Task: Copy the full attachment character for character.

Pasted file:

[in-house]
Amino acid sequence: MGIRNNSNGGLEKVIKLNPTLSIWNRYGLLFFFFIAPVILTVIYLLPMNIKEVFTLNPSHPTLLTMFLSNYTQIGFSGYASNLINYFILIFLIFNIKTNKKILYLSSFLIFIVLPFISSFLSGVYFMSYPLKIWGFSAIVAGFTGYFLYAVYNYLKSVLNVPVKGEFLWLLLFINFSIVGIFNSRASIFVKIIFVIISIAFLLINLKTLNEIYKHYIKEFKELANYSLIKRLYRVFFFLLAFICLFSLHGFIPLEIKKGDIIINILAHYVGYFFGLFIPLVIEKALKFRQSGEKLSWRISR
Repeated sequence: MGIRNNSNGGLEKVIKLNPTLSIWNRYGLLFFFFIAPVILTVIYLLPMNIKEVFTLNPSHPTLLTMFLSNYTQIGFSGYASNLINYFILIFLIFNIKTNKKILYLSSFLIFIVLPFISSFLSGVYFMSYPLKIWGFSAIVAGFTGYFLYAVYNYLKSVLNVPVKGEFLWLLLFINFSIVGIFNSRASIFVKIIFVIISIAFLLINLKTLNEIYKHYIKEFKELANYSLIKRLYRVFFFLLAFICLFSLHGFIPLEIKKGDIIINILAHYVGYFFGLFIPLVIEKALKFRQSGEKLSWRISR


[in-house]
Amino acid sequence: MGIRNNSNGGLEKVIKLNPTLSIWNRYGLLFFFFIAPVILTVIYLLPMNIKEVFTLNPSHPTLLTMFLSNYTQIGFSGYASNLINYFILIFLIFNIKTNKKILYLSSFLIFIVLPFISSFLSGVYFMSYPLKIWGFSAIVAGFTGYFLYAVYNYLKSVLNVPVKGEFLWLLLFINFSIVGIFNSRASIFVKIIFVIISIAFLLINLKTLNEIYKHYIKEFKELANYSLIKRLYRVFFFLLAFICLFSLHGFIPLEIKKGDIIINILAHYVGYFFGLFIPLVIEKALKFRQSGEKLSWRISR
Repeated sequence: MGIRNNSNGGLEKVIKLNPTLSIWNRYGLLFFFFIAPVILTVIYLLPMNIKEVFTLNPSHPTLLTMFLSNYTQIGFSGYASNLINYFILIFLIFNIKTNKKILYLSSFLIFIVLPFISSFLSGVYFMSYPLKIWGFSAIVAGFTGYFLYAVYNYLKSVLNVPVKGEFLWLLLFINFSIVGIFNSRASIFVKIIFVIISIAFLLINLKTLNEIYKHYIKEFKELANYSLIKRLYRVFFFLLAFICLFSLHGFIPLEIKKGDIIINILAHYVGYFFGLFIPLVIEKALKFRQSGEKLSWRISR